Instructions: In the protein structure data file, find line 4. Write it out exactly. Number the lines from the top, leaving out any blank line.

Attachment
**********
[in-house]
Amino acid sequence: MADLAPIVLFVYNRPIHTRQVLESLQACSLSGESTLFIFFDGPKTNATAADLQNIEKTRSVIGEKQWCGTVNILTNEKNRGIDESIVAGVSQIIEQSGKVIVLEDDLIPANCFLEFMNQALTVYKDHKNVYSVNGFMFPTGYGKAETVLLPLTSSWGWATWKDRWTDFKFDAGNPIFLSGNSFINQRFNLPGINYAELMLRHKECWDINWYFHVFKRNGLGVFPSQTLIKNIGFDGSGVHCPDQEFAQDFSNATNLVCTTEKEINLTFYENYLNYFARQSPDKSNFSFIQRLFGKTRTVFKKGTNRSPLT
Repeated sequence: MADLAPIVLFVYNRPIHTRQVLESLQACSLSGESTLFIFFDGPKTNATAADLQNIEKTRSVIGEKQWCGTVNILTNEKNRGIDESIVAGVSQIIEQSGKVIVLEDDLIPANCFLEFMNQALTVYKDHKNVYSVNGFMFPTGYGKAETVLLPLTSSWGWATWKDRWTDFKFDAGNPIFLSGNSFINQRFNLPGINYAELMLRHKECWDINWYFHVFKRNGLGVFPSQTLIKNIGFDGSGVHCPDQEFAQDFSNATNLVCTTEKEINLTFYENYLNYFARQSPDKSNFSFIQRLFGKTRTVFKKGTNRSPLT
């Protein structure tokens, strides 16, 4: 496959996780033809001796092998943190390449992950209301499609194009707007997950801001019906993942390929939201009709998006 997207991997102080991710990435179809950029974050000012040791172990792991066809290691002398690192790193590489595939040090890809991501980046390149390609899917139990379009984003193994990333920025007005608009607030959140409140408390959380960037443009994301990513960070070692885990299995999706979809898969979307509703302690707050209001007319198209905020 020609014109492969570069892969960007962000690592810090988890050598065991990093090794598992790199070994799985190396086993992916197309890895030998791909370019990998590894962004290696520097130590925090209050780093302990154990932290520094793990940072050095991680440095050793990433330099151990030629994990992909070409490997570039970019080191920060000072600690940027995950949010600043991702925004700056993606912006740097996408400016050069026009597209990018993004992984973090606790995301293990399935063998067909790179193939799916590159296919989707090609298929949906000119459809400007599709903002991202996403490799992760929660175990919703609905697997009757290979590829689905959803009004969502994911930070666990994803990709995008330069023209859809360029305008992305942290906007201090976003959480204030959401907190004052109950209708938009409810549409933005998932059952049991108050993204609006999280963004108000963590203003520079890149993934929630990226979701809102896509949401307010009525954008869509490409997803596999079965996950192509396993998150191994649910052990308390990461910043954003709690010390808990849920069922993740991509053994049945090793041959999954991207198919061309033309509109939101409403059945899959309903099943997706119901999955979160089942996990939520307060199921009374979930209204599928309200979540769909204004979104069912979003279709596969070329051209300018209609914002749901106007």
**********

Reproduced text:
């Protein structure tokens, strides 16, 4: 496959996780033809001796092998943190390449992950209301499609194009707007997950801001019906993942390929939201009709998006 997207991997102080991710990435179809950029974050000012040791172990792991066809290691002398690192790193590489595939040090890809991501980046390149390609899917139990379009984003193994990333920025007005608009607030959140409140408390959380960037443009994301990513960070070692885990299995999706979809898969979307509703302690707050209001007319198209905020 020609014109492969570069892969960007962000690592810090988890050598065991990093090794598992790199070994799985190396086993992916197309890895030998791909370019990998590894962004290696520097130590925090209050780093302990154990932290520094793990940072050095991680440095050793990433330099151990030629994990992909070409490997570039970019080191920060000072600690940027995950949010600043991702925004700056993606912006740097996408400016050069026009597209990018993004992984973090606790995301293990399935063998067909790179193939799916590159296919989707090609298929949906000119459809400007599709903002991202996403490799992760929660175990919703609905697997009757290979590829689905959803009004969502994911930070666990994803990709995008330069023209859809360029305008992305942290906007201090976003959480204030959401907190004052109950209708938009409810549409933005998932059952049991108050993204609006999280963004108000963590203003520079890149993934929630990226979701809102896509949401307010009525954008869509490409997803596999079965996950192509396993998150191994649910052990308390990461910043954003709690010390808990849920069922993740991509053994049945090793041959999954991207198919061309033309509109939101409403059945899959309903099943997706119901999955979160089942996990939520307060199921009374979930209204599928309200979540769909204004979104069912979003279709596969070329051209300018209609914002749901106007």